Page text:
“Look kids! I think that might be a swan with her babies!” I exclaimed, pointing across the pond. My young companions and I wandered around the pond to get a closer look. Sure enough, it was large, graceful white mother swan with her five grayish-brown young. I couldn’t remember ever having seen a swan in person before, though perhaps at a zoo once. It reminded me of a description in one of the Laura Ingalls Wilder books I read many times over as a child, when Pa accidentally shot a swan in By the Shores of Silver Lake. We watched the swans for quite a while, noticing several odd habits this beautiful bird had and wondering why.
There are several different types of swans, including the Trumpeter and Tundra swans that are native to North America. The ones I saw with my young friends are Mute Swans, classified as Cygnus Olor, that were originally brought over from Europe and later spread to the wild, mostly in the eastern/northeastern states. Mute Swans, though quiet, aren’t really completely mute – they don’t make the same call that a Trumpeter does, but they do sometimes make various snorting, growling, hissing, barking noises and rarely a trumpeting call. These birds are among the largest waterfowl in North America, almost the same size as the Trumpeter Swan, as adults can weigh close to thirty pounds and their wingspan can be over seven feet long. On average, they live about twelve years.
Mute Swans with their beautiful, S-curved neck and distinguishing black knob near their forehead, just above the orange bill, are often depicted in art. In North America, these swans are fairly controversial because they can be destructive to an ecosystem and tend to be unusually territorial, driving away other birds. I kept those kids close, making them back away from the pond when we saw the mother go on a surprising high-speed chase to get a duck. We watched the duck try to hide under water, to no avail. It finally got away by squeezing between the rungs of the fence surrounding the pond.
Swans seem to have fairly strong family units. The cob (male) and pen (female, like “hen”) mate for life; sometimes they find a new mate if the other dies. They usually choose to build their nest close to where the pen hatched. The pen sets builds the nest, usually on shallow water or an island, while the cob gathers materials. They work together to protect and feed the family, even staggering molting between male and female so that one is always fully able to protect their offspring. The pen usually lays about 5-7 eggs, sometimes more, hatching as the gray-brown baby swans, called cygnets, so different from their graceful white parents. It takes about 4-5 months for the cygnets to mature, and after spending their first winter with their parents will be sent off on their own, usually staying with siblings for a while. They generally find mates around the time they’re two and have their first nesting around the time they’re three or four.
One of the kids pointed out the odd way one of the babies, a cygnet, was holding one foot in an odd position out of the water. At first we wondered if it had a hurt or broken foot, but later noticed some of the other babies and the mother doing the same thing, sometimes holding one foot out of the water and sometimes the other. Why do they hold one foot in such a strange, painful looking way? The most likely reason is to help regulate their body temperatures. Ducks, geese, and swans often live in cold environments, and though they have warm, feathered coats are often seen standing on ice or snow with their “bare feet”. You might think they get cold or get frostbite, but they don’t because of the special way God designed their feet and blood flow. The arteries carrying warm blood to the feet and the veins carrying cooler blood back to the heart are interwoven in such a way that the temperature between the two evens out so that they are nearly the same temperature. This keeps the bird from losing much heat energy at all in its feet – it actually loses more heat through its feathers! Also duck, goose, and swan feet don’t have much soft tissue or muscle requiring a lot of warm blood. It truly is amazing the way God created creatures in such a way that they will be provided for and protected – He does the same for us, too!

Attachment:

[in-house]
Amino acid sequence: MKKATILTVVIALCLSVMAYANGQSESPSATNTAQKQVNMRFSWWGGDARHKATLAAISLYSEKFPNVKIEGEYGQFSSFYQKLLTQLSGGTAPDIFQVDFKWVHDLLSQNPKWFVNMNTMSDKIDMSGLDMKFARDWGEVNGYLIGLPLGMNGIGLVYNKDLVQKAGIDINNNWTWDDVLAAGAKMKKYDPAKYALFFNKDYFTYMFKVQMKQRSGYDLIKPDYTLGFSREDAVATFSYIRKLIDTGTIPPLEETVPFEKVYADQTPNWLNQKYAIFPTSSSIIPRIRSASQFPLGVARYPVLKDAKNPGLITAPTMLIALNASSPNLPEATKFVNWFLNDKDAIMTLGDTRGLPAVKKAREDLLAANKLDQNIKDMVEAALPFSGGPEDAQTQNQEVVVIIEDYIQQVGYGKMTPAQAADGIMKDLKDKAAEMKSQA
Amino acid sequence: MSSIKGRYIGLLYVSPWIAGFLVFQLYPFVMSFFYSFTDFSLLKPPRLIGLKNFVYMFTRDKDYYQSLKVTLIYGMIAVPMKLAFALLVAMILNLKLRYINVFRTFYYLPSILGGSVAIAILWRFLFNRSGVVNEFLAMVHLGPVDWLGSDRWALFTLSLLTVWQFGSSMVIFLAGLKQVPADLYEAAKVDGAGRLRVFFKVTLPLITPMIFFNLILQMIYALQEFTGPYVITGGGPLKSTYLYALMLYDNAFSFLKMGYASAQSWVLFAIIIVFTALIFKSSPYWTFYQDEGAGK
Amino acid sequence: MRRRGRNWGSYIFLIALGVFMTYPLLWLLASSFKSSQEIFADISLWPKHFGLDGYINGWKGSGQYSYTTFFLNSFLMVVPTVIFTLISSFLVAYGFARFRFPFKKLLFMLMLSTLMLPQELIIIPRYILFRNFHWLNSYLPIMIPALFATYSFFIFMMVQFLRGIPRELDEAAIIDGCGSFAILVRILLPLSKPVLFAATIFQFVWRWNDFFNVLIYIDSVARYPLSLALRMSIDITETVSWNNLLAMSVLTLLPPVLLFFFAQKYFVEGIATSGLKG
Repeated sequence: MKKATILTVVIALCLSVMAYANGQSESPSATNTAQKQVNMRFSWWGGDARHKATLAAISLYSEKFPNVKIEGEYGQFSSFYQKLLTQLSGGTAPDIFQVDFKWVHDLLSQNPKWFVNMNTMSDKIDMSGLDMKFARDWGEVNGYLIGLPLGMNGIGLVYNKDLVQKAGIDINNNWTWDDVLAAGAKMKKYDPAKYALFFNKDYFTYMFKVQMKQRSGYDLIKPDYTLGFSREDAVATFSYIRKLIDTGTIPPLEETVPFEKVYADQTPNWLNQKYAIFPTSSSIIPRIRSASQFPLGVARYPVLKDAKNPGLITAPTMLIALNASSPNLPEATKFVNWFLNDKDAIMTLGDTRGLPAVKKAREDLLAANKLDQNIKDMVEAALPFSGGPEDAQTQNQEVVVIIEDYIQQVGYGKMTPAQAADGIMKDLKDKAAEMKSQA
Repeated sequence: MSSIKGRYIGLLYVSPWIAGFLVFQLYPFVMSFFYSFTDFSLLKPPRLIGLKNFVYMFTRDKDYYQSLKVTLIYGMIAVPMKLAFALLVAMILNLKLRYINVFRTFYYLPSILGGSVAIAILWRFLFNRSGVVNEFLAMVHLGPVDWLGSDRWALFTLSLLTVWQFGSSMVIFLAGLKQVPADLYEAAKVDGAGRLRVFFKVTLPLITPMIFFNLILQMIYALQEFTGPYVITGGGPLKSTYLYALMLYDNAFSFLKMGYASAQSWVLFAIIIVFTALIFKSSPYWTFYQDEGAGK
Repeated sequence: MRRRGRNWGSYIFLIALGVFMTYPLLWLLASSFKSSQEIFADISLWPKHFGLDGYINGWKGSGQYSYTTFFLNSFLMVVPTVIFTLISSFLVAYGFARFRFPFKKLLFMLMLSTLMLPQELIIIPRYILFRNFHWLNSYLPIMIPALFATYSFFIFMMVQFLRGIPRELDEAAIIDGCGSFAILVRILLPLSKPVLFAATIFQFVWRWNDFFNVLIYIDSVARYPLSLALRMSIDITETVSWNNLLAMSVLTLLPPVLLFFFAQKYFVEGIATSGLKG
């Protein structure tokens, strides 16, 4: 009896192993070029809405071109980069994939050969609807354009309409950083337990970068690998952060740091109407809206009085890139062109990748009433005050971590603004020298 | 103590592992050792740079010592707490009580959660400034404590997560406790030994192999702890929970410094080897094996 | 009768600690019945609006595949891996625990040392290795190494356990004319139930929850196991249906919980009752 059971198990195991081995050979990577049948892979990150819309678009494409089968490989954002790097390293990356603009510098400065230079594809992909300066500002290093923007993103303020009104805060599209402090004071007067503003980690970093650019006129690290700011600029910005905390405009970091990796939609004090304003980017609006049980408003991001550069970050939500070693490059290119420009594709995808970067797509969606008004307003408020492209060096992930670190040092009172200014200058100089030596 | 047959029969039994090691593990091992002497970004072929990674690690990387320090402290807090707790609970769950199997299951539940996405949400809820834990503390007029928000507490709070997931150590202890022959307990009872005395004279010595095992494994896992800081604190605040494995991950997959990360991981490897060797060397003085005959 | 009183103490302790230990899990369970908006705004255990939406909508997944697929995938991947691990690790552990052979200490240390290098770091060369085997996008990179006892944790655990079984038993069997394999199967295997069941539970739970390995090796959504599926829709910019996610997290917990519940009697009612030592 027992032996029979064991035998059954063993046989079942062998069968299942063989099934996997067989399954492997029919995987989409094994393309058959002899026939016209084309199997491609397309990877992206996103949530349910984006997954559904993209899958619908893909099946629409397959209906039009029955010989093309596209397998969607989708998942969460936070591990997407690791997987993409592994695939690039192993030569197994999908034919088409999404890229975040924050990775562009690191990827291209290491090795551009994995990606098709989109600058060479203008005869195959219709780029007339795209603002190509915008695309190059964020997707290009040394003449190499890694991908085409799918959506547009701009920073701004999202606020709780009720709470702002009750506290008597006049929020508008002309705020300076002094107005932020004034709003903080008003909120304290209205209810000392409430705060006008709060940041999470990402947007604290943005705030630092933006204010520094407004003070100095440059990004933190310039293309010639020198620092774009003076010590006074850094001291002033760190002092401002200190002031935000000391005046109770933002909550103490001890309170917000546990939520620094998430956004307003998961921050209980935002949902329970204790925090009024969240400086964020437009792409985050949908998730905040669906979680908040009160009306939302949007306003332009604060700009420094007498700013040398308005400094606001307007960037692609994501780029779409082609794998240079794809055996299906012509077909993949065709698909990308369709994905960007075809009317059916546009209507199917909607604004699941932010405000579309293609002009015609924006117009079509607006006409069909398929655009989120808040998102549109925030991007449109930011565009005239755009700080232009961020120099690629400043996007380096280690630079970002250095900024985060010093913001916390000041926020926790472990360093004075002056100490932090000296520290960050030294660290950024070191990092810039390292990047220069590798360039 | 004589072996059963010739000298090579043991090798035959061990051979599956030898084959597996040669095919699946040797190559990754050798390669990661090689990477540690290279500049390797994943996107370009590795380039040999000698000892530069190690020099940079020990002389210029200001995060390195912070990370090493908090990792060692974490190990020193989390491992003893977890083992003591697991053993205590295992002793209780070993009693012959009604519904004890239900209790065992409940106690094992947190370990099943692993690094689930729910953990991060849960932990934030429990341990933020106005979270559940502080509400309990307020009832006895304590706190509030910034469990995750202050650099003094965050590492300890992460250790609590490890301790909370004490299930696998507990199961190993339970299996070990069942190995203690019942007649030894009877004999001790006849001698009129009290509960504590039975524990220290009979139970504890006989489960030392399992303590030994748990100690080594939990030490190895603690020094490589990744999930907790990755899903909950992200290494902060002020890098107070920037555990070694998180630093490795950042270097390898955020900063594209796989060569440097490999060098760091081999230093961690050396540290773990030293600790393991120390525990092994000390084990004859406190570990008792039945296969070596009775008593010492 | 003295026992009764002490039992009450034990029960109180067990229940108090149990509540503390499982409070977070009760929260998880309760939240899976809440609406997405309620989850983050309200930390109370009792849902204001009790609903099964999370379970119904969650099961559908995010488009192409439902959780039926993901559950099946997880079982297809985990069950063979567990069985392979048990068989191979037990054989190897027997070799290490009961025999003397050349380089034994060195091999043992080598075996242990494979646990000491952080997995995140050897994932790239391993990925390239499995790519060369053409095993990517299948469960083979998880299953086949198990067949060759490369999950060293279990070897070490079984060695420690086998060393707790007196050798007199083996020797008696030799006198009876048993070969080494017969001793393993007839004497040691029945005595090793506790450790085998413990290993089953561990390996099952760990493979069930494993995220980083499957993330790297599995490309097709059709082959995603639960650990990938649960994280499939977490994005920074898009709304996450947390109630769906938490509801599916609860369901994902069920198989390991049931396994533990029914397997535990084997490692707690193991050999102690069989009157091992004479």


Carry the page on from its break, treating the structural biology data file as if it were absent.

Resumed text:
Article and all photos copyright Sara J. Bruegel, 2015
- The Trumpeter Swan Society, “The Trumpeter Swan”, by Sumner Matteson, Scott Craven and Donna Compton,G3647, University of Wisconson, 1995 http://www.trumpeterswansociety.org/docs/WI2Trumpeter_Swans.pdf
- Auduborn Guide to North American Birds, “Mute Swan, Cygnus Olor”, by Kenn Kaufman http://www.audubon.org/field-guide/bird/mute-swan
- “Introduced Species Summary Project, Mute Swan”, by Meredith Walsh, 2004, Columbia University http://www.columbia.edu/itc/cerc/danoff-burg/invasion_bio/inv_spp_summ/Cygnus_olor.html
- “Why do some swans only paddle with one leg, with the other leg tucked up under the wing?” by Katherine Stevenson, 2007, “Ask an Expert”, Royal Society for the Protection of Birds http://www.rspb.org.uk/makeahomeforwildlife/advice/expert/previous/swanslegs.aspx
- Ask a Naturalist.com, “Why Don’t Ducks’ Feet Freeze?”, by Tom Pellitier, 2010 http://askanaturalist.com/why-don%E2%80%99t-ducks%E2%80%99-feet-freeze/
- The Swan Sanctuary, United Kindom, “Frequently Asked Questions” http://www.theswansanctuary.org.uk/faq.php
- Dr. Don DeYoung, “Cold Feet”, Answers Magazine, Vol. 10 No. 4, October-December 2015. Pg. 42